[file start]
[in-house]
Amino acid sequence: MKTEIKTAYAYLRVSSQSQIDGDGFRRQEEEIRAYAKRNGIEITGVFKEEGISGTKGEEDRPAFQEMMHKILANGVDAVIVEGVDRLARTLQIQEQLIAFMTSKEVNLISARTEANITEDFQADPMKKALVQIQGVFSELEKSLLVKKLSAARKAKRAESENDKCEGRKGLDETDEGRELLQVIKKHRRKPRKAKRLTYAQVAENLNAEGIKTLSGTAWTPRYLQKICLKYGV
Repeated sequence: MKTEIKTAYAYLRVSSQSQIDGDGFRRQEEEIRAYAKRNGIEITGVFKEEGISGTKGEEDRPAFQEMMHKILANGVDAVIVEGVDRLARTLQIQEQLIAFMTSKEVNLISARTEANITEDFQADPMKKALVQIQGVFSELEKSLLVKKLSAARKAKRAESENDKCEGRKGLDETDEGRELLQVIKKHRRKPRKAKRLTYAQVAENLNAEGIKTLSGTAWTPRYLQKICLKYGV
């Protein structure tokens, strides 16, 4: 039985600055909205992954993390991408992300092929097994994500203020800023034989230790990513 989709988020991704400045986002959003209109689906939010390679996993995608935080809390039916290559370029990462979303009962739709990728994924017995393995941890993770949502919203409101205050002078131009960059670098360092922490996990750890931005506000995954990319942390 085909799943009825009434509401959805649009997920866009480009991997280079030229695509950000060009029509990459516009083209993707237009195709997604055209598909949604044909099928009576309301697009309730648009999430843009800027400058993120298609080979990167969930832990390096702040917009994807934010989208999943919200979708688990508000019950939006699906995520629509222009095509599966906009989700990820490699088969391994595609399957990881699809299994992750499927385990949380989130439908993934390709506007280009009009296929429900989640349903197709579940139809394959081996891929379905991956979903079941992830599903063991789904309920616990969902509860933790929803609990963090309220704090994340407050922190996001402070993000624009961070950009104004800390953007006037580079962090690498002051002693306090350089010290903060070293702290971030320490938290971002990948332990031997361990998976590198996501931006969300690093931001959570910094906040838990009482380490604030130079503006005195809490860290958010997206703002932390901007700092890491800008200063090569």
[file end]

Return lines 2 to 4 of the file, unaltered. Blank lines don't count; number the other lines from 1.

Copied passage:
Amino acid sequence: MKTEIKTAYAYLRVSSQSQIDGDGFRRQEEEIRAYAKRNGIEITGVFKEEGISGTKGEEDRPAFQEMMHKILANGVDAVIVEGVDRLARTLQIQEQLIAFMTSKEVNLISARTEANITEDFQADPMKKALVQIQGVFSELEKSLLVKKLSAARKAKRAESENDKCEGRKGLDETDEGRELLQVIKKHRRKPRKAKRLTYAQVAENLNAEGIKTLSGTAWTPRYLQKICLKYGV
Repeated sequence: MKTEIKTAYAYLRVSSQSQIDGDGFRRQEEEIRAYAKRNGIEITGVFKEEGISGTKGEEDRPAFQEMMHKILANGVDAVIVEGVDRLARTLQIQEQLIAFMTSKEVNLISARTEANITEDFQADPMKKALVQIQGVFSELEKSLLVKKLSAARKAKRAESENDKCEGRKGLDETDEGRELLQVIKKHRRKPRKAKRLTYAQVAENLNAEGIKTLSGTAWTPRYLQKICLKYGV
């Protein structure tokens, strides 16, 4: 039985600055909205992954993390991408992300092929097994994500203020800023034989230790990513 989709988020991704400045986002959003209109689906939010390679996993995608935080809390039916290559370029990462979303009962739709990728994924017995393995941890993770949502919203409101205050002078131009960059670098360092922490996990750890931005506000995954990319942390 085909799943009825009434509401959805649009997920866009480009991997280079030229695509950000060009029509990459516009083209993707237009195709997604055209598909949604044909099928009576309301697009309730648009999430843009800027400058993120298609080979990167969930832990390096702040917009994807934010989208999943919200979708688990508000019950939006699906995520629509222009095509599966906009989700990820490699088969391994595609399957990881699809299994992750499927385990949380989130439908993934390709506007280009009009296929429900989640349903197709579940139809394959081996891929379905991956979903079941992830599903063991789904309920616990969902509860933790929803609990963090309220704090994340407050922190996001402070993000624009961070950009104004800390953007006037580079962090690498002051002693306090350089010290903060070293702290971030320490938290971002990948332990031997361990998976590198996501931006969300690093931001959570910094906040838990009482380490604030130079503006005195809490860290958010997206703002932390901007700092890491800008200063090569």